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O Ceremony & Receptions
1/3 - Guests of the bride and groom.
Next, prioritize each list into three sep- arate categories.
A List: Must Haves - These are the people you have to invite. That includes your family and close friends. Also on this list should be the officiant and their spouse or guest and anyone you consider so important that you can’t
imagine getting married without them there to support you. Until you have your reception and ceremony venues finalized, you won’t know how big your guest list can actually be. However, it’s a good idea at this stage of the game to start count- ing family and your closest friends, and get a sense of how many essential invites you have.
Also, be sure to send invitations to your parents and the wedding party, as a keepsake. They don’t have to reply. Wedding etiquette experts also say chil- dren over the age of 16 should receive their own invitation.
B List: Should Haves - These are the people you should invite, such as distant family members and good friends/ acquaintances. The B List guests are the ones with which most couples struggle the most. Do you really need to invite your mom’s great aunt from Kalamazoo? How about her staff from the office? A good rule of thumb: invite only people you personally know and like.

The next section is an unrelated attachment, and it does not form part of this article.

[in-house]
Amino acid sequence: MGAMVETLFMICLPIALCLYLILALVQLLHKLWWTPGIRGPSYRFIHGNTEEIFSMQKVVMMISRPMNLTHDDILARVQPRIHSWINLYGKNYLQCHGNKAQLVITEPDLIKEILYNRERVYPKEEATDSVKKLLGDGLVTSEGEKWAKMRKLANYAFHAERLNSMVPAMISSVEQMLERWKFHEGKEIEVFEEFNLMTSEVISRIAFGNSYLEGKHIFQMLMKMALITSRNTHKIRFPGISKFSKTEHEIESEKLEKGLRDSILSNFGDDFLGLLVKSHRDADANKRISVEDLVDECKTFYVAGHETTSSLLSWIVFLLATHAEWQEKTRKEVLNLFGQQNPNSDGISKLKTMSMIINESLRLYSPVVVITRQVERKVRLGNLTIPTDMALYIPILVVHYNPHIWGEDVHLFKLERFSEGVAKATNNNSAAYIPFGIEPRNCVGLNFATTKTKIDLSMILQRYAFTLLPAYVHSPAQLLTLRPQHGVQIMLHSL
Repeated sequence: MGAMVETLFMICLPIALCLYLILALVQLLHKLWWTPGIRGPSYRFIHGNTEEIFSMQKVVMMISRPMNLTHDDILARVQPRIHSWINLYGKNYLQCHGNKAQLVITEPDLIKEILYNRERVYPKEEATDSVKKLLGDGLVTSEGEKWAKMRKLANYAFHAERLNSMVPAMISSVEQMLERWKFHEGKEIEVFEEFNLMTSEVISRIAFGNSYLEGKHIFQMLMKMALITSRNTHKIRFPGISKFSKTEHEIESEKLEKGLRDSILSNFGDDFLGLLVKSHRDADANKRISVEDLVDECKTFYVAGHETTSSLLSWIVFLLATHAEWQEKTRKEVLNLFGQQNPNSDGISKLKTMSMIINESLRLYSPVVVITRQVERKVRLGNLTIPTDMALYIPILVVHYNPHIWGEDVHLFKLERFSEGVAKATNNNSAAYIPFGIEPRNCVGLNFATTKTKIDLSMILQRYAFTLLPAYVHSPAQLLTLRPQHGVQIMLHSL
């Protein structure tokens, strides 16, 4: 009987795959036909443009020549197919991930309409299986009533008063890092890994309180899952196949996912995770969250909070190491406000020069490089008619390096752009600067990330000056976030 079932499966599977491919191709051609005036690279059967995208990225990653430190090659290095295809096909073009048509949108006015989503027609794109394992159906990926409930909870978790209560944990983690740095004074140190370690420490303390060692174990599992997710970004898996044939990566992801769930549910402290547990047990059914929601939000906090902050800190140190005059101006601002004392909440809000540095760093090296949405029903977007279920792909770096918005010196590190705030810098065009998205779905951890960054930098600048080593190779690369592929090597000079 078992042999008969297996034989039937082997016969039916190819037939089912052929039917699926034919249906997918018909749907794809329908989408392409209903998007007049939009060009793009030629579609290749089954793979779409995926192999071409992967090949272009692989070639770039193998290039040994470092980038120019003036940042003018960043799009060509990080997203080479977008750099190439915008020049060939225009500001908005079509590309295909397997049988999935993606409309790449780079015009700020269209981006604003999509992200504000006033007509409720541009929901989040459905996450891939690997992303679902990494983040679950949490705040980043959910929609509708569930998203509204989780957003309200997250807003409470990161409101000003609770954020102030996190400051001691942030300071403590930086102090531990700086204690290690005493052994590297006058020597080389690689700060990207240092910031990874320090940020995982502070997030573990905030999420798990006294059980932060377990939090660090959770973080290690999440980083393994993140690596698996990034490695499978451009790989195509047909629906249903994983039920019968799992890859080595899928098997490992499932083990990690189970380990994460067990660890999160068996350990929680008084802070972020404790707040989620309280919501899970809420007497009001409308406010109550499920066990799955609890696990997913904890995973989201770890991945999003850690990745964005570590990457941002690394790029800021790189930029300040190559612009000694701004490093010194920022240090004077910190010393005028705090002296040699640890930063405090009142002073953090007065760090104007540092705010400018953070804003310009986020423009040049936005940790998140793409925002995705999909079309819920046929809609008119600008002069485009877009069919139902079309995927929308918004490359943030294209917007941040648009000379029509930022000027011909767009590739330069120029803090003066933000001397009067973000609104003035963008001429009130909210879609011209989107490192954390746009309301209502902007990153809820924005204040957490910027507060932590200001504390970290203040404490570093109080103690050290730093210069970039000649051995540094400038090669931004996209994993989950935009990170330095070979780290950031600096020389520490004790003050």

As for friends-in-law you wish you’d never met, start with this crucial connubial ground rule: You two are separate people with different tastes. You don’t have to like each other’s friends, but hey, letting them share some champagne with you on your big day is not going to hurt anyone.
C List: Like To Haves - These are the ones you’d like to include if there is room. This might be your first-grade friend you haven’t seen in years, or old neighbors and business associates. A wedding is not an excuse to round up every lost intimate friend you have known since you were 10 – focus on people who matter now.
How to Handle “No Children?”
You may decide not to include chil- dren in your wedding or reception, but how do you let guests know? You have a few options. One is simply to leave their names off the invitation.
Secondly, you can rely on family to pass the word that children aren’t invit- ed. Or, you can take the direct approach so there is no misunderstanding or hurt feelings. On the invitation reply card, include wording such as:
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